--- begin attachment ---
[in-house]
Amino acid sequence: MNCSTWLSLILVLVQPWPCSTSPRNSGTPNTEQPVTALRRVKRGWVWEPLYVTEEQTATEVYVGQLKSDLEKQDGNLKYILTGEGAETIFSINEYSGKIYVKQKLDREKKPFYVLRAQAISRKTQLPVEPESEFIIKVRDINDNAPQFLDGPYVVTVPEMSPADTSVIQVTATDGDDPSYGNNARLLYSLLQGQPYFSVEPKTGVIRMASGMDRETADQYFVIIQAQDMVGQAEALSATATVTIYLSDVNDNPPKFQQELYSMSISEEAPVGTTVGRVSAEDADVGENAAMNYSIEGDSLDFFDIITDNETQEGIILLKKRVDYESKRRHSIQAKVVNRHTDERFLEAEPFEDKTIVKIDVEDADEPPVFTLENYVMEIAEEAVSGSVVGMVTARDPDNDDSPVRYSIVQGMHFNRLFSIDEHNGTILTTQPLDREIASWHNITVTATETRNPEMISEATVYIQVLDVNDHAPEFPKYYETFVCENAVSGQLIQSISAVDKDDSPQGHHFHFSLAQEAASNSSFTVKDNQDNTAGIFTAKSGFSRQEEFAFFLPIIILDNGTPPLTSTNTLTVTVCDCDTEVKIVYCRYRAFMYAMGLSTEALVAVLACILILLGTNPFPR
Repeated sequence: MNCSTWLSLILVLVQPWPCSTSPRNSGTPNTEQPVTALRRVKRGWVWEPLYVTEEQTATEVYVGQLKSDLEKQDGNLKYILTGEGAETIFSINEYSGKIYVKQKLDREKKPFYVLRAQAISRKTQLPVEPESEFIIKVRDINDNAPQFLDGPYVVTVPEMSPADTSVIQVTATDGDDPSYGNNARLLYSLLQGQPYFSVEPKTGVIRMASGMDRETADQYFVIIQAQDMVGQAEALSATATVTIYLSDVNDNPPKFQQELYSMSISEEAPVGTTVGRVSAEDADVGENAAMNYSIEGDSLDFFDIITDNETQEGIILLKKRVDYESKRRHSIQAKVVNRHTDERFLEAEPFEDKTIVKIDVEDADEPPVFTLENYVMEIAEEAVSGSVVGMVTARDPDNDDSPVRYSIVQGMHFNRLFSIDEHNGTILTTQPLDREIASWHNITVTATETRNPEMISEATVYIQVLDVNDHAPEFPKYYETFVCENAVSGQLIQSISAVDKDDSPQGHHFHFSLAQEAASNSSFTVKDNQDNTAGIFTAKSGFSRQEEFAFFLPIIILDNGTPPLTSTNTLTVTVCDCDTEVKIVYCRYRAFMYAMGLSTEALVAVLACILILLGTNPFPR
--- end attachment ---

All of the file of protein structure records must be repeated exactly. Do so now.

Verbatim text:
[in-house]
Amino acid sequence: MNCSTWLSLILVLVQPWPCSTSPRNSGTPNTEQPVTALRRVKRGWVWEPLYVTEEQTATEVYVGQLKSDLEKQDGNLKYILTGEGAETIFSINEYSGKIYVKQKLDREKKPFYVLRAQAISRKTQLPVEPESEFIIKVRDINDNAPQFLDGPYVVTVPEMSPADTSVIQVTATDGDDPSYGNNARLLYSLLQGQPYFSVEPKTGVIRMASGMDRETADQYFVIIQAQDMVGQAEALSATATVTIYLSDVNDNPPKFQQELYSMSISEEAPVGTTVGRVSAEDADVGENAAMNYSIEGDSLDFFDIITDNETQEGIILLKKRVDYESKRRHSIQAKVVNRHTDERFLEAEPFEDKTIVKIDVEDADEPPVFTLENYVMEIAEEAVSGSVVGMVTARDPDNDDSPVRYSIVQGMHFNRLFSIDEHNGTILTTQPLDREIASWHNITVTATETRNPEMISEATVYIQVLDVNDHAPEFPKYYETFVCENAVSGQLIQSISAVDKDDSPQGHHFHFSLAQEAASNSSFTVKDNQDNTAGIFTAKSGFSRQEEFAFFLPIIILDNGTPPLTSTNTLTVTVCDCDTEVKIVYCRYRAFMYAMGLSTEALVAVLACILILLGTNPFPR
Repeated sequence: MNCSTWLSLILVLVQPWPCSTSPRNSGTPNTEQPVTALRRVKRGWVWEPLYVTEEQTATEVYVGQLKSDLEKQDGNLKYILTGEGAETIFSINEYSGKIYVKQKLDREKKPFYVLRAQAISRKTQLPVEPESEFIIKVRDINDNAPQFLDGPYVVTVPEMSPADTSVIQVTATDGDDPSYGNNARLLYSLLQGQPYFSVEPKTGVIRMASGMDRETADQYFVIIQAQDMVGQAEALSATATVTIYLSDVNDNPPKFQQELYSMSISEEAPVGTTVGRVSAEDADVGENAAMNYSIEGDSLDFFDIITDNETQEGIILLKKRVDYESKRRHSIQAKVVNRHTDERFLEAEPFEDKTIVKIDVEDADEPPVFTLENYVMEIAEEAVSGSVVGMVTARDPDNDDSPVRYSIVQGMHFNRLFSIDEHNGTILTTQPLDREIASWHNITVTATETRNPEMISEATVYIQVLDVNDHAPEFPKYYETFVCENAVSGQLIQSISAVDKDDSPQGHHFHFSLAQEAASNSSFTVKDNQDNTAGIFTAKSGFSRQEEFAFFLPIIILDNGTPPLTSTNTLTVTVCDCDTEVKIVYCRYRAFMYAMGLSTEALVAVLACILILLGTNPFPR